Wednesday, 26 June 2013

Calling all owners & managers of Plantations on Ancient Woodland Sites (“PAWS”)

If you own or manage “PAWS” woodland (Planted Ancient Woodland Site), the England Woodland Biodiversity Group (EWBG) would like to hear from you.

EWBG want to find out if you are considering restoring your woods (i.e. removing the plantation) to a native tree cover (or have already done so), as this is a great way to help woodland wildlife. 

They want to ask you about your approach to woodland restoration and what additional support you would find helpful. 

If you have any views please complete this online survey, the results from which will help identify future support (policy and practical) and the scale of the opportunity and challenges. 

The deadline for completed responses is 31st July 2013.

If you are unsure whether your woodland is a “PAWS” you can check here.  Use the Ancient Woodland dataset and search for your woodland. 

The EWBG comprises representatives from Government, NGO and private sector woodland interests, and aims to identify, explore and escalate issues of national concern to woodland & forest biodiversity.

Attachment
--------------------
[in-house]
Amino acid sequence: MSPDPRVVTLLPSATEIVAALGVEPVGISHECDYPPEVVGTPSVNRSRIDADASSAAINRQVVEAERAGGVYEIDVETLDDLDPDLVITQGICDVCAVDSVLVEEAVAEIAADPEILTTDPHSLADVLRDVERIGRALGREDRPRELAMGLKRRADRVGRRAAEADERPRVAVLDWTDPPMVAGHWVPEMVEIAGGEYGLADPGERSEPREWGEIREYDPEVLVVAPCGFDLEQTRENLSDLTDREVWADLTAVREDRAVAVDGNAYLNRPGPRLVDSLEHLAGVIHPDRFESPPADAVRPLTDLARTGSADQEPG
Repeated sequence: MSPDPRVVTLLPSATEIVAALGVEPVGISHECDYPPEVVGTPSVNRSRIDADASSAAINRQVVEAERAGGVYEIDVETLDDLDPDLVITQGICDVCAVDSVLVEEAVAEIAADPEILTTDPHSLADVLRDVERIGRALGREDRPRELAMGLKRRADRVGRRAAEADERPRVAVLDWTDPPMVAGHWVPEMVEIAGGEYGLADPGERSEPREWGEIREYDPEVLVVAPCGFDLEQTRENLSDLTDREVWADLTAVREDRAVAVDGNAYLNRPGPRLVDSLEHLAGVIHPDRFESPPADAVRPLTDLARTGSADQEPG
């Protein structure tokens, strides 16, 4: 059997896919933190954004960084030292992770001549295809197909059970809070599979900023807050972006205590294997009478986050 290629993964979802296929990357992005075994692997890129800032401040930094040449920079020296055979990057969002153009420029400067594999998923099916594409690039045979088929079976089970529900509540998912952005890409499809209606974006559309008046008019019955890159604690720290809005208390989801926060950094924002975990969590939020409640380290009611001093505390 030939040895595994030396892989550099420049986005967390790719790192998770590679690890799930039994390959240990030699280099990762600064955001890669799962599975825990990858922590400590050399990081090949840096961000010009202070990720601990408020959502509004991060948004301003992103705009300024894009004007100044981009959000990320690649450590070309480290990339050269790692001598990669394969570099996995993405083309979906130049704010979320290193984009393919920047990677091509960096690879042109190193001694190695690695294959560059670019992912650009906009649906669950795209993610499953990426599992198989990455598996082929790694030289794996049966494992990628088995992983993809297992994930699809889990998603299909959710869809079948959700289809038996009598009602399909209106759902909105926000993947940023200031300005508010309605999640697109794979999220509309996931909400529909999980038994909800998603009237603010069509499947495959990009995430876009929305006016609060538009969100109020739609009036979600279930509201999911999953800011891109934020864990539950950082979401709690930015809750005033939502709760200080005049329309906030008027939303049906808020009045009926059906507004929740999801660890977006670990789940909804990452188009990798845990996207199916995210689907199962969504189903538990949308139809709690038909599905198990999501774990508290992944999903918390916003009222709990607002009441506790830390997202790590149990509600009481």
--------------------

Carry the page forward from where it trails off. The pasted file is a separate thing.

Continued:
Monday, 24 June 2013

Good Woods – Free Woodland Advice for Landowners and Managers

There are more than 3 million hectares of woodland in the UK, however in England alone it is estimated that more than 45% of our woodlands are either unmanaged or under-managed.

This has contributed to a decline in biodiversity, loss of amenity and skills, and poor routes to market for wood products. 

The Good Woods project will tackle these issues. This project is being delivered in Kent by the Kent Downs AONB Unit (except the High Weald area where the project is being delivered by the High Weald AONB Unit).